Samsung i200

A smartphone without the extra weight.

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Samsung i200
  • Samsung i200
  • Samsung i200
  • Samsung i200

Pros

  • Slim design, Wizpro home screen interface, control and keypad layout, HSDPA capable

Cons

  • No Wi-Fi, no GPS, mediocre camera, little extra software included, proprietary headphone/charging jack

Bottom Line

Samsung certainly deserves credit for the i200's design. This smartphone is compact and easy to use, but the lack of Wi-Fi and GPS will force many users to look elsewhere. Overall, the i200 is a credible but certainly not inspiring handset.

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A smartphone that looks nothing like a smartphone, Samsung’s i200 is a PDA-phone targeted at users who wouldn’t normally consider purchasing a smartphone. Running Windows Mobile 6.1, the i200 boasts most features expected from a business device but is still largely unremarkable.

Samsung deserves points for the design of the i200. At just 11.8mm thick and weighing a little over 100g, this is one of the slimmest and lightest smartphones to hit the market. It’s still slightly larger than most regular mobile phones, but consumers who have previously avoided smartphones due to their size will definitely find solace in the i200.

Finished in matte black, rubber-style casing on the rear, the i200 has a touch of class thanks to gloss black edging and a reflective mirror-style display. This is accompanied by a straightforward set of controls consisting of a comfortable five-way navigational pad, two selection buttons, answer and end call keys and dedicated home and back buttons. Our only complaint with the design is the navigational pad: it works well enough but could have been slightly larger.

The i200 lacks a QWERTY keyboard and a touch screen and instead uses a regular keypad. The buttons are well spaced and provide good tactility, so messaging and e-mail aren't issues. Heavy mobile e-mailers may prefer a full QWERTY keyboard, though, so the i200 isn’t for everyone.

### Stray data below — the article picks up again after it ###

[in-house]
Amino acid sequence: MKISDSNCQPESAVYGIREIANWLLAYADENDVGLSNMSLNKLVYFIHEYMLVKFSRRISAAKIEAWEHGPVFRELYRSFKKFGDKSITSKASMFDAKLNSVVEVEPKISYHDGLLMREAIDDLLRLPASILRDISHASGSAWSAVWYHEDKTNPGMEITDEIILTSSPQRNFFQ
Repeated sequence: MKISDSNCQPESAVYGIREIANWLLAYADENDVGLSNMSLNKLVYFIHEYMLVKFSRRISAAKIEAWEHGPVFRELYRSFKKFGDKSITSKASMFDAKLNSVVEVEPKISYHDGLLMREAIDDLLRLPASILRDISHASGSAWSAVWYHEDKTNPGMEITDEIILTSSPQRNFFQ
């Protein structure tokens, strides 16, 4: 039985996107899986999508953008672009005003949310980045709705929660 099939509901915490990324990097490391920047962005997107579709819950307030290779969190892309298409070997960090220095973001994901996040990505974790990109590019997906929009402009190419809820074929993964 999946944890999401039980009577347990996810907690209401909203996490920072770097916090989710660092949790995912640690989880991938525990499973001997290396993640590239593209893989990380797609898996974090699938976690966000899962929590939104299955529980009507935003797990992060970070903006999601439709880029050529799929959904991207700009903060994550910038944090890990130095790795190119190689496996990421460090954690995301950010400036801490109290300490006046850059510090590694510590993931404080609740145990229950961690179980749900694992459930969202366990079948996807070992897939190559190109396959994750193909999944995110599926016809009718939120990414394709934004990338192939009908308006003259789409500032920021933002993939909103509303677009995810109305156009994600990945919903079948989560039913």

The i200 is easy enough to use despite the absence of a touch screen. Particularly impressive is Samsung’s alternative home screen layouts, including Wizpro, a home screen menu system that allows you to access commonly used features by simply using the navigational pad. Menus include contacts, settings and shortcuts as well as a redesigned home screen with large text and icons for easy viewing.

The i200 features most tools synonymous with Windows Mobile 6.1 including Excel, PowerPoint and Word Mobile applications, Windows Media Player and a range of PIM functions. It's easy to configure for use with Microsoft Exchange, and you can also use standard POP3 and IMAP e-mail accounts (for example, Gmail and Yahoo! Mail). A suite of Windows Live applications includes Windows Live Messenger and Hotmail, and a ClearVue PDF Viewer, video player and Microsoft ActiveSync — for synchronising the device with a PC — are all included. While many other smartphone manufacturers install their own applications on top of the standard Windows suite, the i200 is fairly bare in this regard.

Perhaps the biggest issue with the i200 is its lack of Wi-Fi and GPS. Although it is reasonably priced without these two features, Wi-Fi is an essential component for many business users; Samsung is alienating plenty of potential users by not including it here. In addition, the mediocre camera with no flash or autofocus doesn’t impress, nor does the proprietary headphone and charging jack — you have to use the included headphones and can’t charge the phone and listen to music simultaneously. Thankfully, the presence of Bluetooth with the A2DP profile means you can wirelessly stream music to a compatible set of headphones.

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